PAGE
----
Graubner never allowed his style to be dictated by the current fashions or trends. He developed his own style of using color as the medium through which his work announced itself, allowing it to work independently of any connection to any kind of representation or theme. According to Helga Meister, his works have sensibility, feeling and meditative force. However, his paintings are only at first glance monochrome; as a closer look reveals, they are in fact polychrome. They “breathe”; they live; their colors, even though fixed on canvas, have movement that stirs the imagination as much as his “fog-spaces” of the sixties, in which he continued the romantic tradition of Caspar David Friedrich.Moreover, his color-space bodies have been described by Max Imdahl as “picture-objects” in which “color-space and body, intangible vision and tangible facticity cooperate in a special interrelationship.”
Graubner explains the genesis of his painting as an “intermediate” between Caspar David Friedrich and J.M.W. Turner. According to art historian Werner Hofmann (who had Friedrich’s “The Monk by the Sea” in mind), both Graubner and Friedrich created an aesthetics of monotony as a counterpart to the aesthetics of variety that was predominant before the nineteenth century.
Berke Inel considers Graubner’s “original use of the color-light-space triad” as the “unique aspect” of his work: “The artist presents color to the audience as though it were a landscape,” and he always pays attention to detail. “While he does not use specific shapes, he uses color shades and the warm-cold balances and contrasts very well.” His artworks have “no specific topic and theory” and represent “a research into color and a ‘tone in tone’ approach.
In 1975, there was a major Graubner exhibition at the Kunsthalle Hamburg. In 1977, the Städtische Kunsthalle Düsseldorf presented the exhibition, “Gotthard Graubner: Farbräume, Farbkörper, Arbeiten auf Papier”. In 1980, his works were shown at the Kunsthalle Tübingen and the Staatliche Kunsthalle Baden-Baden. In the 1980s, Graubner’s paintings were presented in exhibitions at the Royal Academy of Art, London, entitled “A New Spirit in Painting” (1981) and “German Art in the Twentieth Century: Painting and Sculpture 1905-1985”. In 1982, Graubner participated in the Venice Biennale. In 1987, the Kunstsammlung NRW, Düsseldorf, presented his paintings of the mid-80s. In 1990, the Kunsthalle Bremen exhibited his works on paper. In 1992, he exhibited together with Gerhard Richter and Sigmar Polke at the Galerie Schönewald and Beuse, Krefeld.In 1995, his paintings were shown at the Saarland Museum, Saarbrücken. In 2000, Graubner’s drawings were presented at the Staatliche Kunstsammlungen Dresden and his other works at the Goethe-Institut, Istanbul, the CaixaForum Barcelona and the Ankara State Art and Sculpture Museum. In 2001, the Staatliche Kunsthalle Karlsruhe exhibited his watercolors. In 2002, his work was shown in a major exhibition at the Wiesbaden Museum. In 2005, the Art Museum of the China Academy of Art, Hangzhou, and the Art Museum of the China Central Academy of Fine Arts, Beijing, presented his paintings and watercolors.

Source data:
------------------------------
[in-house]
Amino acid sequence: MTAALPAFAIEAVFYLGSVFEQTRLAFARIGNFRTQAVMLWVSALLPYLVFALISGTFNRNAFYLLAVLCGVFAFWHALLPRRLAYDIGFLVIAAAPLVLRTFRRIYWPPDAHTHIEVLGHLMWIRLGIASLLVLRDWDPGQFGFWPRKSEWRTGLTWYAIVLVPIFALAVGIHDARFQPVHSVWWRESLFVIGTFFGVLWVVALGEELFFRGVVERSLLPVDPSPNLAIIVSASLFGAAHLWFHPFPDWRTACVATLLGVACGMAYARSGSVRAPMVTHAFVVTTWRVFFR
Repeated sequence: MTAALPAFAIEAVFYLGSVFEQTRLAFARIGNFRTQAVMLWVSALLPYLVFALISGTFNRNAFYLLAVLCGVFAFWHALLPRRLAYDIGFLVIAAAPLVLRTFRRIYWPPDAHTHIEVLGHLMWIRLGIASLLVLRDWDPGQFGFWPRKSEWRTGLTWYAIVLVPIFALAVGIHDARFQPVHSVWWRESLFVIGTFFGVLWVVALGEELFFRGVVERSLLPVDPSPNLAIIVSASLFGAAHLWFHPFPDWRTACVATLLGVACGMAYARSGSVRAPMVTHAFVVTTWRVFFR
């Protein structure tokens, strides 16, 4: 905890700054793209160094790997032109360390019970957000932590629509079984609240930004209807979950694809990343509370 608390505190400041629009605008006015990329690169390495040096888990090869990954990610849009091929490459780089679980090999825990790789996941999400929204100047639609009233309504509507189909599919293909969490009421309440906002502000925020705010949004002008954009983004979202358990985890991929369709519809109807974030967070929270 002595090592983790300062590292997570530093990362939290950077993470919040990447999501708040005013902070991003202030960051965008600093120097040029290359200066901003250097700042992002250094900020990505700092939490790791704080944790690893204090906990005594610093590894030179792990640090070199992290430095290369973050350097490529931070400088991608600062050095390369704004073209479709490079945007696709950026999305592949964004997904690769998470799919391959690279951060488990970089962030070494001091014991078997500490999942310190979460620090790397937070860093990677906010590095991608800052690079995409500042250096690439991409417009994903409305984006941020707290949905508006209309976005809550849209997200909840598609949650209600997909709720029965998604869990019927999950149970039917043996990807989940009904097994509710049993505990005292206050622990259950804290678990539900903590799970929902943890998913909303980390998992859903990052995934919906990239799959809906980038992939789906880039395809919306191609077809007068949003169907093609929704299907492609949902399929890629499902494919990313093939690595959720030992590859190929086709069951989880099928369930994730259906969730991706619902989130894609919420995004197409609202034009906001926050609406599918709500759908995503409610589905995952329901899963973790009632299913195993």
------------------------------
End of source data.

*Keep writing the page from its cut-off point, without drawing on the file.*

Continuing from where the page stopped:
Graubner’s works include Kissenbilder (Cushion Pictures; ca. 1960s), Erster Nebelraum – Hommage à Caspar David Friedrich (1968) and further Fog Spaces (“Nebelräume”, 1969-1971, 2006-2007).In 1988, Graubner was commissioned to create two large cushion pictures for the Schloss Bellevue in Berlin
Gotthard Graubner was awarded the August Macke Prize of the city of Meschede in 1987 and the North German Art Prize in 1988. In 2001, he was awarded the Otto Ritschl Prize that honours a life’s work in colour painting.